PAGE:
Investors who are not concerned with daily moves in price and who believe in the long-term potential of the company could consider investing in INTC stock now. They could expect the shares to make a move toward $52.10, aligning with analysts’ estimates.

Those who are experienced with options could also consider selling a cash-secured put option in INTC stock—a strategy we regularly cover. As it involves options, this setup is not be appropriate for all investors.

Such a bullish trade could especially appeal to those who want to receive premiums (from put selling) or to possibly own INTC shares for less than their current market price of $43.70.

A put option contract on INTC stock is the option to sell 100 shares. Cash-secured means the investor has enough money in his or her brokerage account to purchase the security if the stock price falls and the option is assigned. This cash reserve must remain in the account until the option position is closed, expires or is assigned, which means ownership has been transferred.

Let’s assume an investor wants to buy INTC stock, but does not want to pay the full price of $43.70 per share. Instead, the investor would prefer to buy the shares at a discount within the next several months.

One possibility would be to wait for INTC stock to fall further, which it might or might not do. The other possibility is to sell one contract of a cash-secured INTC put option.

So the trader would typically write an at-the-money (ATM) or an out-of-the-money (OTM) put option and simultaneously set aside enough cash to buy 100 shares of the stock.

Let’s assume the trader is putting in this trade until the option expiry date of June 17. As the stock is $43.70 at time of writing, an OTM put option would have a strike of $42.50.

So the seller would have to buy 100 shares of INTC at the strike of $42.50 if the option buyer were to exercise the option to assign it to the seller.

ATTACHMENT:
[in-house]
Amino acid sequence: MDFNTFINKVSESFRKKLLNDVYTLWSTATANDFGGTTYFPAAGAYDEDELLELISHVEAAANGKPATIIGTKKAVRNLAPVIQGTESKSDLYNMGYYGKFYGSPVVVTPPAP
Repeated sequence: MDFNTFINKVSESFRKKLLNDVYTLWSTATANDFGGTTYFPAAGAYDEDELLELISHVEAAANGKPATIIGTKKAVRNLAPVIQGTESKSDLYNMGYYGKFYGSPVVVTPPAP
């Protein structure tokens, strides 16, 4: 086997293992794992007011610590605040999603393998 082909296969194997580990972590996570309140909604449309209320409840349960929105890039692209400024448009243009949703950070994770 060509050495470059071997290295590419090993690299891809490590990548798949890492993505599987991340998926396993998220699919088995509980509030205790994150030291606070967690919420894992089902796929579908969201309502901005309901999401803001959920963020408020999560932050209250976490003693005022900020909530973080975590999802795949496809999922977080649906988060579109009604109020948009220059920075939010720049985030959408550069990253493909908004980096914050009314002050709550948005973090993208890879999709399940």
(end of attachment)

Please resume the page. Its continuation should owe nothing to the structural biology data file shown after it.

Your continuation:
The INTC June 17, 42.50-strike put option is currently offered at a price (or premium) of $1.75.

An option buyer would have to pay $1.75 X 100, or $175, in premium to the option seller. This premium amount belongs to the option seller no matter what happens in the future. The put option will stop trading on Friday, June 17.

Assuming a trader would enter this cash-secured put option trade at $43.70 now, at expiration on June 17, the maximum return for the seller would be $175, excluding trading commissions and costs.

The seller’s maximum gain is this premium amount if INTC stock closes above the strike price of $42.50. Should that happen, the option expires worthless.

If the put option is in the money (meaning the market price of INTC stock is lower than the strike price of $42.50) any time before or at expiration on June 17, this put option can be assigned. The seller would then be obligated to buy 100 shares of INTC stock at the put option’s strike price of $42.50 (i.e. at a total of $4,250).

The break-even point for our example is the strike price ($42.50) less the option premium received ($1.75), i.e., $40.75. This is the price at which the seller would start to incur a loss.

Cash-secured put selling is a moderately more conservative strategy than buying shares of a company outright at the current market price. This can be a way to capitalize on the choppiness in INTC stock in the coming weeks.

Investors who end up owning INTC shares as a result of selling puts could further consider setting up covered calls to increase the potential returns on their shares. Thus, selling cash-secured puts could be regarded as the first step in stock ownership.

The current market makes it harder than ever to make the right decisions. Think about the challenges:

  • Inflation
  • Geopolitical turmoil
  • Disruptive technologies
  • Interest rate hikes

To handle them, you need good data, effective tools to sort through the data, and insights into what it all means. You need to take emotion out of investing and focus on the fundamentals.

For that, there’s InvestingPro+, with all the professional data and tools you need to make better investing decisions. Learn More »